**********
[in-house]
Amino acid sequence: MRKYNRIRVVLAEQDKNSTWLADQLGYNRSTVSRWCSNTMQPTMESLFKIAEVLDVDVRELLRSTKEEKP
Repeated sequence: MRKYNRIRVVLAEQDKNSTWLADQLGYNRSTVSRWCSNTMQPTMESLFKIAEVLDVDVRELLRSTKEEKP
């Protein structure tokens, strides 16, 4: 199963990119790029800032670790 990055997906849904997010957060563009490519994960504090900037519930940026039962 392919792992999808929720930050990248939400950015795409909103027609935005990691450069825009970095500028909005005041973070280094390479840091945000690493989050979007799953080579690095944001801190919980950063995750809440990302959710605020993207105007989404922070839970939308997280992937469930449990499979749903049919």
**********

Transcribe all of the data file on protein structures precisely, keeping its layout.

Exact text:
[in-house]
Amino acid sequence: MRKYNRIRVVLAEQDKNSTWLADQLGYNRSTVSRWCSNTMQPTMESLFKIAEVLDVDVRELLRSTKEEKP
Repeated sequence: MRKYNRIRVVLAEQDKNSTWLADQLGYNRSTVSRWCSNTMQPTMESLFKIAEVLDVDVRELLRSTKEEKP
């Protein structure tokens, strides 16, 4: 199963990119790029800032670790 990055997906849904997010957060563009490519994960504090900037519930940026039962 392919792992999808929720930050990248939400950015795409909103027609935005990691450069825009970095500028909005005041973070280094390479840091945000690493989050979007799953080579690095944001801190919980950063995750809440990302959710605020993207105007989404922070839970939308997280992937469930449990499979749903049919």